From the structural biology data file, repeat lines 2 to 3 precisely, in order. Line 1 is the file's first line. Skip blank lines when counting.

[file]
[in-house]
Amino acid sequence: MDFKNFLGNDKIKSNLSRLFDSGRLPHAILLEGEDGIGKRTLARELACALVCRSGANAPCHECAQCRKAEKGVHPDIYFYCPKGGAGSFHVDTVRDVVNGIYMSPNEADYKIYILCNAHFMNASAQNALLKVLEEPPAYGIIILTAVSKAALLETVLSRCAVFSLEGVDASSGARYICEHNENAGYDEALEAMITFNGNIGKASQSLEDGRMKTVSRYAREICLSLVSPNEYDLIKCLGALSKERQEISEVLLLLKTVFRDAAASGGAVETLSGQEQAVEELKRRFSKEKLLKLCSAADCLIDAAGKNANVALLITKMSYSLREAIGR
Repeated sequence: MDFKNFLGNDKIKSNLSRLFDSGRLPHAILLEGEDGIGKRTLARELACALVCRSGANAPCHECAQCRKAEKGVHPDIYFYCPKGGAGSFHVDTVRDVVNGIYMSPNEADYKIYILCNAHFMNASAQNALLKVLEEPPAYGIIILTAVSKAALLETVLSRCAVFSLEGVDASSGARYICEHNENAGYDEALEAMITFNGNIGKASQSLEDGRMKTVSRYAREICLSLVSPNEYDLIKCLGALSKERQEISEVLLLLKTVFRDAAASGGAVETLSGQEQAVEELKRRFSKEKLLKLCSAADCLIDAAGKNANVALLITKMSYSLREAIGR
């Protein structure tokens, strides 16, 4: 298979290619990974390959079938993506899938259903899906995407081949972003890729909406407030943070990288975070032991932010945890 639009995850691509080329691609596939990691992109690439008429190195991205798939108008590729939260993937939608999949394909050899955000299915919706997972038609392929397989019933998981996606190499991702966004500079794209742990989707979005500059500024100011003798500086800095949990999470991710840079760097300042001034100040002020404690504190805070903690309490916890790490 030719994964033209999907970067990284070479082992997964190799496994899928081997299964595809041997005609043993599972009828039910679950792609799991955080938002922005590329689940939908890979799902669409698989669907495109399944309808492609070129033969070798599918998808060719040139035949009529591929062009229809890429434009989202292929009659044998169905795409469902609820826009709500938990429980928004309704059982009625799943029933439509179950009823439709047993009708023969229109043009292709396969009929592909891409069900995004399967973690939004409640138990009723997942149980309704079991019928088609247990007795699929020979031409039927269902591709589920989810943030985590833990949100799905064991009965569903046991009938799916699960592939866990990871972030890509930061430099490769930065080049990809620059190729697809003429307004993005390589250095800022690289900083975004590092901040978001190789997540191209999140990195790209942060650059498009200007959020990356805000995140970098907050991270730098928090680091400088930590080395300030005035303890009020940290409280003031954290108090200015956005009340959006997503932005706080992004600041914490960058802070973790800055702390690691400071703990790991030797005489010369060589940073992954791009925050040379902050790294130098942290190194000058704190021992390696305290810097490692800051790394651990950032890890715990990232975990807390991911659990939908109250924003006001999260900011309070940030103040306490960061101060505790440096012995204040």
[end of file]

Amino acid sequence: MDFKNFLGNDKIKSNLSRLFDSGRLPHAILLEGEDGIGKRTLARELACALVCRSGANAPCHECAQCRKAEKGVHPDIYFYCPKGGAGSFHVDTVRDVVNGIYMSPNEADYKIYILCNAHFMNASAQNALLKVLEEPPAYGIIILTAVSKAALLETVLSRCAVFSLEGVDASSGARYICEHNENAGYDEALEAMITFNGNIGKASQSLEDGRMKTVSRYAREICLSLVSPNEYDLIKCLGALSKERQEISEVLLLLKTVFRDAAASGGAVETLSGQEQAVEELKRRFSKEKLLKLCSAADCLIDAAGKNANVALLITKMSYSLREAIGR
Repeated sequence: MDFKNFLGNDKIKSNLSRLFDSGRLPHAILLEGEDGIGKRTLARELACALVCRSGANAPCHECAQCRKAEKGVHPDIYFYCPKGGAGSFHVDTVRDVVNGIYMSPNEADYKIYILCNAHFMNASAQNALLKVLEEPPAYGIIILTAVSKAALLETVLSRCAVFSLEGVDASSGARYICEHNENAGYDEALEAMITFNGNIGKASQSLEDGRMKTVSRYAREICLSLVSPNEYDLIKCLGALSKERQEISEVLLLLKTVFRDAAASGGAVETLSGQEQAVEELKRRFSKEKLLKLCSAADCLIDAAGKNANVALLITKMSYSLREAIGR